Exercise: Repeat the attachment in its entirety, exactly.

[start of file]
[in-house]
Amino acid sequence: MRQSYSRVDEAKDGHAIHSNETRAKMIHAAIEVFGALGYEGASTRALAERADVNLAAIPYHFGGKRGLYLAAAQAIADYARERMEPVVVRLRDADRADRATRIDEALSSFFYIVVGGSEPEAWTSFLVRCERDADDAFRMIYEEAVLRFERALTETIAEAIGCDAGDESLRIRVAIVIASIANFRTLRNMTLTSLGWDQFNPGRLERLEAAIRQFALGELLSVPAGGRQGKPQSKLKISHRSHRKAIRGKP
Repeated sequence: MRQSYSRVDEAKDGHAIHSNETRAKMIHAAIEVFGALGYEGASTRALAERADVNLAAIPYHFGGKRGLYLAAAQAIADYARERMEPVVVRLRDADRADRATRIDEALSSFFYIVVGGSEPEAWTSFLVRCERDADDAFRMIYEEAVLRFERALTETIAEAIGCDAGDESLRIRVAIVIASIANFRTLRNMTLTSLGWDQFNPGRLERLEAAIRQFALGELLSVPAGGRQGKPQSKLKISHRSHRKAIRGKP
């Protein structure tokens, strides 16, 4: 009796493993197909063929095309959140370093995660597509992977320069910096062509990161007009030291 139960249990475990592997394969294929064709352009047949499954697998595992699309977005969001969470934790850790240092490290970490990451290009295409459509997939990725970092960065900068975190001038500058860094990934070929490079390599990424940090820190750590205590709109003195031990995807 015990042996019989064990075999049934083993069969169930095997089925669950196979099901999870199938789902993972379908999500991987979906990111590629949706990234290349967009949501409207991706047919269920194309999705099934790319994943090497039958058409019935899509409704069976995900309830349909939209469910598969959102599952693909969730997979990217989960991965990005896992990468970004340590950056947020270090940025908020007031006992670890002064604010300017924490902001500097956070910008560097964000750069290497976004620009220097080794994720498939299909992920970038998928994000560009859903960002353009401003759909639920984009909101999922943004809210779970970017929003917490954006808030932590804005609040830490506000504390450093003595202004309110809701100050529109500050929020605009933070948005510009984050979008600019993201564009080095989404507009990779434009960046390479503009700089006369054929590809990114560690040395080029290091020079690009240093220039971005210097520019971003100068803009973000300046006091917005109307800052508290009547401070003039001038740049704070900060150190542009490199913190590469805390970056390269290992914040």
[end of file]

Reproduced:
[in-house]
Amino acid sequence: MRQSYSRVDEAKDGHAIHSNETRAKMIHAAIEVFGALGYEGASTRALAERADVNLAAIPYHFGGKRGLYLAAAQAIADYARERMEPVVVRLRDADRADRATRIDEALSSFFYIVVGGSEPEAWTSFLVRCERDADDAFRMIYEEAVLRFERALTETIAEAIGCDAGDESLRIRVAIVIASIANFRTLRNMTLTSLGWDQFNPGRLERLEAAIRQFALGELLSVPAGGRQGKPQSKLKISHRSHRKAIRGKP
Repeated sequence: MRQSYSRVDEAKDGHAIHSNETRAKMIHAAIEVFGALGYEGASTRALAERADVNLAAIPYHFGGKRGLYLAAAQAIADYARERMEPVVVRLRDADRADRATRIDEALSSFFYIVVGGSEPEAWTSFLVRCERDADDAFRMIYEEAVLRFERALTETIAEAIGCDAGDESLRIRVAIVIASIANFRTLRNMTLTSLGWDQFNPGRLERLEAAIRQFALGELLSVPAGGRQGKPQSKLKISHRSHRKAIRGKP
């Protein structure tokens, strides 16, 4: 009796493993197909063929095309959140370093995660597509992977320069910096062509990161007009030291 139960249990475990592997394969294929064709352009047949499954697998595992699309977005969001969470934790850790240092490290970490990451290009295409459509997939990725970092960065900068975190001038500058860094990934070929490079390599990424940090820190750590205590709109003195031990995807 015990042996019989064990075999049934083993069969169930095997089925669950196979099901999870199938789902993972379908999500991987979906990111590629949706990234290349967009949501409207991706047919269920194309999705099934790319994943090497039958058409019935899509409704069976995900309830349909939209469910598969959102599952693909969730997979990217989960991965990005896992990468970004340590950056947020270090940025908020007031006992670890002064604010300017924490902001500097956070910008560097964000750069290497976004620009220097080794994720498939299909992920970038998928994000560009859903960002353009401003759909639920984009909101999922943004809210779970970017929003917490954006808030932590804005609040830490506000504390450093003595202004309110809701100050529109500050929020605009933070948005510009984050979008600019993201564009080095989404507009990779434009960046390479503009700089006369054929590809990114560690040395080029290091020079690009240093220039971005210097520019971003100068803009973000300046006091917005109307800052508290009547401070003039001038740049704070900060150190542009490199913190590469805390970056390269290992914040």